X-ray tomography to create “virtual slices”

Nonetheless, “Scanning a fossil is still complicated. It’s rock, it’s dense and it requires a very powerful beam.” says the ESRF scientist. “A fossil of a few millimeters could be made in all the synchrotrons, but in a block of about ten centimeters, it is only possible in a few places in the world. »

Fossil of the ancestor of the abyss vampire © P. Loubry, CR2P

Photograph of one of the fossils digitized at the ESRF © P. Loubry, CR2P

Paleontologist Vincent Fernandez working on the particle accelerator, this also allows him to be the link between the instrument and the scientists. And to be able to debate with the scientific community.

Specifically, X-ray tomography allows the creation of virtual sections of an object. “If you scan a sausage with this technique, you can create virtual slices without actually cutting the actual sausage. “, specifies the researcher.

The interest is therefore to be able to cut in any direction thanks to a computer. This made it possible to produce a 3D model of the Jurassic animal. And to go further, here is a video to understand the problems around the technique used.

Deep Vampire: bigger and stronger suction cups

Thus, the image revealed previously unknown details at the level of the tentacles. Alison Rowe and her colleagues thus compared their tomographic data with that of another fossilized vampire specimen from the abyss, digitized at the American Museum of Natural History in New York.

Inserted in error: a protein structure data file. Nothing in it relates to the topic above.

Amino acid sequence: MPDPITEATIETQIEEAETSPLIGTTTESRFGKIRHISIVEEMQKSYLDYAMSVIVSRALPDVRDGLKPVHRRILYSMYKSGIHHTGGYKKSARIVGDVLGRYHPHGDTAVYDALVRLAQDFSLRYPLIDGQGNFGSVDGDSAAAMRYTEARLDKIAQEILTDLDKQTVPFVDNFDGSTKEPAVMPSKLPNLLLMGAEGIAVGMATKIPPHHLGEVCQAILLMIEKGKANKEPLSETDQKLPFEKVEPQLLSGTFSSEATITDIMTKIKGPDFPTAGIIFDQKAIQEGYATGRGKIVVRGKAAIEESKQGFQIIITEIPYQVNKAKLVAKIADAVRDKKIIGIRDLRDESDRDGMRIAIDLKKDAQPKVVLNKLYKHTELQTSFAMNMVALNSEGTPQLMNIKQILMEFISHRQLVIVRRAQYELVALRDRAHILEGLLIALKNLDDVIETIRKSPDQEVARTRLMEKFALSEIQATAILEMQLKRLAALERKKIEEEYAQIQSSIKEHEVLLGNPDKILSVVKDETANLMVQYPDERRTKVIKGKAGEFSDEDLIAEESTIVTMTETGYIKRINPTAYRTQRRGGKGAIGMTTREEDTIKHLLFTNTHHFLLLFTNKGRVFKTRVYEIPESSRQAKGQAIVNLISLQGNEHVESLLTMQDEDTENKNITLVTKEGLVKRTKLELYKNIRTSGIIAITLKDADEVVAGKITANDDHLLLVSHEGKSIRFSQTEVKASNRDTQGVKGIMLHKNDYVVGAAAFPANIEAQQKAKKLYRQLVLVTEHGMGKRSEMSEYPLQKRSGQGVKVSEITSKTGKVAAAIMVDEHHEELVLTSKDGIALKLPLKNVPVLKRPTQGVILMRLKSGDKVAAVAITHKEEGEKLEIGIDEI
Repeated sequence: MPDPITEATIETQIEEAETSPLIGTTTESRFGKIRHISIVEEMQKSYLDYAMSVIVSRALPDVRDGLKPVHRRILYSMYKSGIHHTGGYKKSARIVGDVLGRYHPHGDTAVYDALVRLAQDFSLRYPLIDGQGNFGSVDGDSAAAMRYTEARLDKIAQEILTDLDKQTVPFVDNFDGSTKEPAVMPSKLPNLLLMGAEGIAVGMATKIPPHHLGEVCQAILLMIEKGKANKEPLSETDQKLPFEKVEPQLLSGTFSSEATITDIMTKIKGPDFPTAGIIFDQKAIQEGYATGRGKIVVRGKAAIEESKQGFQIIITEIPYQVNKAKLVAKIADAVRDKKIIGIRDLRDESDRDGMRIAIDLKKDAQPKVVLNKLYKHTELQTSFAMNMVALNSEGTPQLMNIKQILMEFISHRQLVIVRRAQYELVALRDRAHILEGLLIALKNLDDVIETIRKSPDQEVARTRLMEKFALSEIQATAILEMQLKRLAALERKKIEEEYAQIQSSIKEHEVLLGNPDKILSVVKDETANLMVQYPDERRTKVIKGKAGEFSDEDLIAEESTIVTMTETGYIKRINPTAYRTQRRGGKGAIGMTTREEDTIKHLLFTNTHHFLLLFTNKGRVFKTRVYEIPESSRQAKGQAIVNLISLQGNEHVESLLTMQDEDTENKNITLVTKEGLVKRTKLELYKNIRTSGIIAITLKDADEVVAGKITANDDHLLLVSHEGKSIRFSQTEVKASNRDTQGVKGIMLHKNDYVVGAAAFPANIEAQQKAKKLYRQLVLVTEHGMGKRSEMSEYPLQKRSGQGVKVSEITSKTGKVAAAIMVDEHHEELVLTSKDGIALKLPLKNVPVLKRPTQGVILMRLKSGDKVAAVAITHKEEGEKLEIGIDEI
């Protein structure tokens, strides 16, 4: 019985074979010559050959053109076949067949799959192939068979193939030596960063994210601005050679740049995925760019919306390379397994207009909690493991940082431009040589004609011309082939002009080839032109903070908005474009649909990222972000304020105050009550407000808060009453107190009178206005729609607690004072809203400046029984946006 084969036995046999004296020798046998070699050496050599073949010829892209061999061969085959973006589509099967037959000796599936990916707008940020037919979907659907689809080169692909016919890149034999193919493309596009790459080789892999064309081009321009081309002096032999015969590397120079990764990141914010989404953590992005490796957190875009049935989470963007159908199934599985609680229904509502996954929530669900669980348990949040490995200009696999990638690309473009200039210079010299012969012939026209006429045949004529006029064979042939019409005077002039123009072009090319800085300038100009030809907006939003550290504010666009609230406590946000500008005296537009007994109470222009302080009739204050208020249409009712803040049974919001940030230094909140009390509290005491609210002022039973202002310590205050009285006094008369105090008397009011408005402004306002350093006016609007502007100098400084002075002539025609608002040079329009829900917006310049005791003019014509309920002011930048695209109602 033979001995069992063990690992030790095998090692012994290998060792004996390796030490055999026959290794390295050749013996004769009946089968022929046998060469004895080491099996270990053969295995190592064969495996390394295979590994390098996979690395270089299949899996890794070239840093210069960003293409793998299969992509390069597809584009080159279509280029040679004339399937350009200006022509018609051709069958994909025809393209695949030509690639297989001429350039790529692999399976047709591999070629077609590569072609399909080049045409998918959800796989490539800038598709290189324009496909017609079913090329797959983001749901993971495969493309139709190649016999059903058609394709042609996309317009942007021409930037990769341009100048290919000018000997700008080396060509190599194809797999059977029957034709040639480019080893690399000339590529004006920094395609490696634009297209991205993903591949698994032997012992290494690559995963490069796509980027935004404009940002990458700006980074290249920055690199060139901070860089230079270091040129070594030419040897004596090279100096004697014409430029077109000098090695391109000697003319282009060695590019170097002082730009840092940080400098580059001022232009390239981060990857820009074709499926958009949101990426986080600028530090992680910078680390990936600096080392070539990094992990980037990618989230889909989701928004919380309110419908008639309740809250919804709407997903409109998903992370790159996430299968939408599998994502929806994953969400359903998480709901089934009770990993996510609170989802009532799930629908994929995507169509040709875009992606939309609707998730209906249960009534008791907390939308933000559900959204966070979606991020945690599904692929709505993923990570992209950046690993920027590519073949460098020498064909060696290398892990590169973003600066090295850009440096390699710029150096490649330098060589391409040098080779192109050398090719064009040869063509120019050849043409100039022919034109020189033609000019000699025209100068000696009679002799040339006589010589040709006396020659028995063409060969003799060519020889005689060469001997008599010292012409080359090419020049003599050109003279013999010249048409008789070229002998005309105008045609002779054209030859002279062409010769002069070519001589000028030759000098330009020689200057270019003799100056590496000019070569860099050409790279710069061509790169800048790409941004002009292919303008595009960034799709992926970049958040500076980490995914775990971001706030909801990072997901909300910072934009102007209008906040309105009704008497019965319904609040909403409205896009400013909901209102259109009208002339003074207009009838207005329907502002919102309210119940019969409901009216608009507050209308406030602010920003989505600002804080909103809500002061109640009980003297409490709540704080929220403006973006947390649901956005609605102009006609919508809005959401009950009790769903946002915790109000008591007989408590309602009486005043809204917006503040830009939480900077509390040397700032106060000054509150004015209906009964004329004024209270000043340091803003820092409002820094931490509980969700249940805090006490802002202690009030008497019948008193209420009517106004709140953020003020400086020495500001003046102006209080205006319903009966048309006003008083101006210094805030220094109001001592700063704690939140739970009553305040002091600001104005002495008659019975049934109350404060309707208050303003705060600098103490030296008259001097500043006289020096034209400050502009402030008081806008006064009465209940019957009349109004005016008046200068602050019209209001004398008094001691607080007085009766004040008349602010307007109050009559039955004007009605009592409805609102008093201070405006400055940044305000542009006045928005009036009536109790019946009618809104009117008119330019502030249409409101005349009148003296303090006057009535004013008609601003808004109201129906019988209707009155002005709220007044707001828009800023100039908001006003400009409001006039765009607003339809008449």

Therefore, they were able to conclude that the suckers and cirri of the Jurassic octopus were larger and more robust than those of the modern form. They were also distributed over the tentacles in a different configuration.

” Us believe that the morphology and location of the suckers and cirri of V. rhodanica have allowed this species to increase its power of aspiration and its sensory capacities through compared to the modern form, allowing it to better catch and hold its prey.explains Alison Rowe.

© Scientific Reports

3D reconstruction and CT image of the crown of the arm and a dorsal sucker of V. rhodanica. In (a), the reconstruction of the crown of the arm shows the longest pair of dorsal arms. In (b), a section of the distal section of the dorsal pair of arms. In © and (d), the 3D reconstruction of a dorsal sucker in profile and oral view, respectively. The yellow color shows the surface of the adhesion zone. © Scientific Reports

This suggests that the Jurassic abyssal vampire was an active predator, capable of exerting enough suction to attract, manipulate, and hold prey. A discovery that raises questions about the evolution of this species.

In fact, the vampire squid, its modern descendant, has adapted to a low-energy lifestyle in the deep ocean. To survive, it feeds on drifting organic matter and is therefore more of an opportunist than a predator.